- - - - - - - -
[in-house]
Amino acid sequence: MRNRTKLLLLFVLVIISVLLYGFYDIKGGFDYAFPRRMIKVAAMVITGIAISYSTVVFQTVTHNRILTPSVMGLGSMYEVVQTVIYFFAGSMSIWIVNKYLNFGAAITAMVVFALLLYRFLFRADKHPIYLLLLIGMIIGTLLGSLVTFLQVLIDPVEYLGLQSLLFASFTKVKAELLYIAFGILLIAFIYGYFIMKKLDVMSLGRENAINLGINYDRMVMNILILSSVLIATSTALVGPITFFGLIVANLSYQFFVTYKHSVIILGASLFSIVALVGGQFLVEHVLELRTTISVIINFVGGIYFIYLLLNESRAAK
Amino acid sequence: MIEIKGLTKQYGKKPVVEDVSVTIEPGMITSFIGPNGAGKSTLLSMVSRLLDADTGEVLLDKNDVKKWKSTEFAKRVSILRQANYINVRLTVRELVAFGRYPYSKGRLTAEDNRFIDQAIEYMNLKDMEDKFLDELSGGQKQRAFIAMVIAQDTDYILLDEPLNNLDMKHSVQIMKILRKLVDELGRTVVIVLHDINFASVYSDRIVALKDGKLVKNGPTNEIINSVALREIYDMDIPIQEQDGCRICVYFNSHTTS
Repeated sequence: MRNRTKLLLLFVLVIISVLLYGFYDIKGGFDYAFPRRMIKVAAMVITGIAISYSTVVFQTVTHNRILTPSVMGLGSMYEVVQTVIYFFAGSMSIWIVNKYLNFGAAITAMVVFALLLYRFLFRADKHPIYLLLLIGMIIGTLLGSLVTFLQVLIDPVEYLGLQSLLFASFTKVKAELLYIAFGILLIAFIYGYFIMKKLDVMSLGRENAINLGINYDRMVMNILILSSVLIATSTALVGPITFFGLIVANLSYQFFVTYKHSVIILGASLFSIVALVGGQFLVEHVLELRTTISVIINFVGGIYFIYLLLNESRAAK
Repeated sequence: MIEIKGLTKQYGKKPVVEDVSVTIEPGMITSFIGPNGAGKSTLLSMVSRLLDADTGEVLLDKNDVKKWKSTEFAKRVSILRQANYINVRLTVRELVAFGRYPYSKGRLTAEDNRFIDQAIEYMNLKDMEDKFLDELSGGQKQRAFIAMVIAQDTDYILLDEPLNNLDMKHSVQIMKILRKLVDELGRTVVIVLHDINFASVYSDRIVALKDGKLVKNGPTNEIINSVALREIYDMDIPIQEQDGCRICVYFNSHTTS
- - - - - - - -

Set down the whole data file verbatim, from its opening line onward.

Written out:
[in-house]
Amino acid sequence: MRNRTKLLLLFVLVIISVLLYGFYDIKGGFDYAFPRRMIKVAAMVITGIAISYSTVVFQTVTHNRILTPSVMGLGSMYEVVQTVIYFFAGSMSIWIVNKYLNFGAAITAMVVFALLLYRFLFRADKHPIYLLLLIGMIIGTLLGSLVTFLQVLIDPVEYLGLQSLLFASFTKVKAELLYIAFGILLIAFIYGYFIMKKLDVMSLGRENAINLGINYDRMVMNILILSSVLIATSTALVGPITFFGLIVANLSYQFFVTYKHSVIILGASLFSIVALVGGQFLVEHVLELRTTISVIINFVGGIYFIYLLLNESRAAK
Amino acid sequence: MIEIKGLTKQYGKKPVVEDVSVTIEPGMITSFIGPNGAGKSTLLSMVSRLLDADTGEVLLDKNDVKKWKSTEFAKRVSILRQANYINVRLTVRELVAFGRYPYSKGRLTAEDNRFIDQAIEYMNLKDMEDKFLDELSGGQKQRAFIAMVIAQDTDYILLDEPLNNLDMKHSVQIMKILRKLVDELGRTVVIVLHDINFASVYSDRIVALKDGKLVKNGPTNEIINSVALREIYDMDIPIQEQDGCRICVYFNSHTTS
Repeated sequence: MRNRTKLLLLFVLVIISVLLYGFYDIKGGFDYAFPRRMIKVAAMVITGIAISYSTVVFQTVTHNRILTPSVMGLGSMYEVVQTVIYFFAGSMSIWIVNKYLNFGAAITAMVVFALLLYRFLFRADKHPIYLLLLIGMIIGTLLGSLVTFLQVLIDPVEYLGLQSLLFASFTKVKAELLYIAFGILLIAFIYGYFIMKKLDVMSLGRENAINLGINYDRMVMNILILSSVLIATSTALVGPITFFGLIVANLSYQFFVTYKHSVIILGASLFSIVALVGGQFLVEHVLELRTTISVIINFVGGIYFIYLLLNESRAAK
Repeated sequence: MIEIKGLTKQYGKKPVVEDVSVTIEPGMITSFIGPNGAGKSTLLSMVSRLLDADTGEVLLDKNDVKKWKSTEFAKRVSILRQANYINVRLTVRELVAFGRYPYSKGRLTAEDNRFIDQAIEYMNLKDMEDKFLDELSGGQKQRAFIAMVIAQDTDYILLDEPLNNLDMKHSVQIMKILRKLVDELGRTVVIVLHDINFASVYSDRIVALKDGKLVKNGPTNEIINSVALREIYDMDIPIQEQDGCRICVYFNSHTTS